“KING OF AMERICA.” The Costello Show (Featuring Elvis Costello). Columbia.
Like many a too-clever Brit before him, Elvis Costello has more than once professed a healthy disdain for many things American, yet often seems to aspire to nothing more than being one. At times he’d have us believe he’s merely a country-Western crooner or a soul-shouter trapped in an angry young Englishman’s body.
That irony is hardly lost on Costello himself, as evidenced by the sly title of his new album--his first collection of original material to draw so thoroughly on basic, indigenous American strains of country, folk and blues.
There are strengths and drawbacks in his approach toward traditional material: He’s too dry, too intellectual--maybe too English, if you will--to make you cry the way his Nashville idols might, but the subtle, dazzling wordplay he brings to the form is well worth the trade-off.
That “King of America,” co-produced by Costello with T-Bone Burnett, is a “rootsy” album shouldn’t be taken to mean that he’s slumming. Those who’ve thought that his recent albums were exceedingly dry, studied and dispassionate may not take much more of a liking to the songwriting here, a good deal of which is as obtuse and cryptic as anything he’s done.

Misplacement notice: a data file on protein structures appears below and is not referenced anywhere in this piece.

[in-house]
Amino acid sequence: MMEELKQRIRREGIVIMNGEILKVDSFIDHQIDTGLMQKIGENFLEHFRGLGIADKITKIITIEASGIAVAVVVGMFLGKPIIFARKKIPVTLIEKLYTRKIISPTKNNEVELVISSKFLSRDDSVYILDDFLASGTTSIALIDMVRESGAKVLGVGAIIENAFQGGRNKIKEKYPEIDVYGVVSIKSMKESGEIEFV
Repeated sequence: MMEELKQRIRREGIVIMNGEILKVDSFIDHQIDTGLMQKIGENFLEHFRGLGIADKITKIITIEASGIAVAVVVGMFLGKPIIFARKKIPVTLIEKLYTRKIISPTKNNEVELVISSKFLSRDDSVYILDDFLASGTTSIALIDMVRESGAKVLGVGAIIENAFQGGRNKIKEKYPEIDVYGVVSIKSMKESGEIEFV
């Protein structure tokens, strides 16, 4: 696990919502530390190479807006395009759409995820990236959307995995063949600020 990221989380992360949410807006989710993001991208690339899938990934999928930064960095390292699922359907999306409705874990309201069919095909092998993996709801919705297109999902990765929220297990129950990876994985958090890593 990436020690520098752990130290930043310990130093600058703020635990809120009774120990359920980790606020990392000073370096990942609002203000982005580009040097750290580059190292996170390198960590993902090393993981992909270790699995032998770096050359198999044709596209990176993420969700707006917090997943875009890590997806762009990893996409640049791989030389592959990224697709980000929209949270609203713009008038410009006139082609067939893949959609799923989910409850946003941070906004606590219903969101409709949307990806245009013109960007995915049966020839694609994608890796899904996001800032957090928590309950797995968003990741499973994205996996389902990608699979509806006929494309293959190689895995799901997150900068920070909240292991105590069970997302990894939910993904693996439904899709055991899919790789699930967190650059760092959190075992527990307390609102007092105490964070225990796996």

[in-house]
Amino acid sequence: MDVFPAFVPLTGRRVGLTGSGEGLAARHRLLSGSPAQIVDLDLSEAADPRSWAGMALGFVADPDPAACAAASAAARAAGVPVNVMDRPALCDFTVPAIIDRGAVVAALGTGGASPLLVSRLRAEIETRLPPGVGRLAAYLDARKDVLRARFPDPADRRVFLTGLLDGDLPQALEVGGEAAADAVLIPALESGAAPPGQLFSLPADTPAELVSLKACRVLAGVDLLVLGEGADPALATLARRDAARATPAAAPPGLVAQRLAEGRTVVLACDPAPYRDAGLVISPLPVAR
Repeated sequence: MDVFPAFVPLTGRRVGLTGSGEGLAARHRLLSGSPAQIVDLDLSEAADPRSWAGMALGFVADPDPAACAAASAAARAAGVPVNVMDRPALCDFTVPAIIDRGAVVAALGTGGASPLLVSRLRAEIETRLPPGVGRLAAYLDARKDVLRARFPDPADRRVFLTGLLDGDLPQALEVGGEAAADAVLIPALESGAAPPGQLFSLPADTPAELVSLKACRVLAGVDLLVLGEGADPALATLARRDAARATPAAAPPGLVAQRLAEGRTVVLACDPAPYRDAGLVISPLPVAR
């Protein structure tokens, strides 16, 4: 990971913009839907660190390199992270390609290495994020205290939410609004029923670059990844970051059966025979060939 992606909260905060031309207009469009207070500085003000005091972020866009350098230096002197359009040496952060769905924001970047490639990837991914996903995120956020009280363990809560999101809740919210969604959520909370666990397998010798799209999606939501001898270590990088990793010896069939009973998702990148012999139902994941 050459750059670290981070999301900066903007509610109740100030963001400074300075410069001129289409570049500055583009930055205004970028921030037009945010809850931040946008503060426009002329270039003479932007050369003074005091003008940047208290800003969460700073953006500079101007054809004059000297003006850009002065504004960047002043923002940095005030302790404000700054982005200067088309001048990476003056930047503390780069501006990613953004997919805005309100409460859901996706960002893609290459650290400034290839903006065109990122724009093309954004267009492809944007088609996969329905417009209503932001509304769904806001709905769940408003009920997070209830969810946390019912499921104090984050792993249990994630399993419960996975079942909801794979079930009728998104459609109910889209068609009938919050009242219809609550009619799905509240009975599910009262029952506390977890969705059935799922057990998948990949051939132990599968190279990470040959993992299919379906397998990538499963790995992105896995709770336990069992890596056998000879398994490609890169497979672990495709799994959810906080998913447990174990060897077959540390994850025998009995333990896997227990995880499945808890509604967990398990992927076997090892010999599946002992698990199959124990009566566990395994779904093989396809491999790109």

But context counts for a lot, and the overly fussy pop arrangements of “Goodbye Cruel World” have been replaced with a spare sound involving plenty of stand-up bass and Hammond organ and brushes and rim shots, with a little unobtrusive dobro or accordion here and there.
The vocal nakedness that often results seems a smart offshoot of Costello’s memorable solo tour of a couple years back. Ballads like “Indoor Fireworks,” which gets more mileage out of one incendiary metaphor than might be thought possible, and “Our Little Angel,” addressed to a woman’s next betrayer from her last one, sound alternately caressing and dangerous. The traditional minimalism of the arrangements is enticing even when the sentiments are oblique and alienating. When Costello’s coldest lyrics combine with the warmest of all musical styles, it’s an interesting collision.
It’s almost a Mr. Spock-like battle between rationality and emotion that provides his most arresting musical moments, and in this alternately brilliant and aggravating LP--his best album since at least “Imperial Bedroom,” which the non-country material most closely resembles--the uneasy matchup has become externalized in the merger of word and style as well. Welcome to America, El.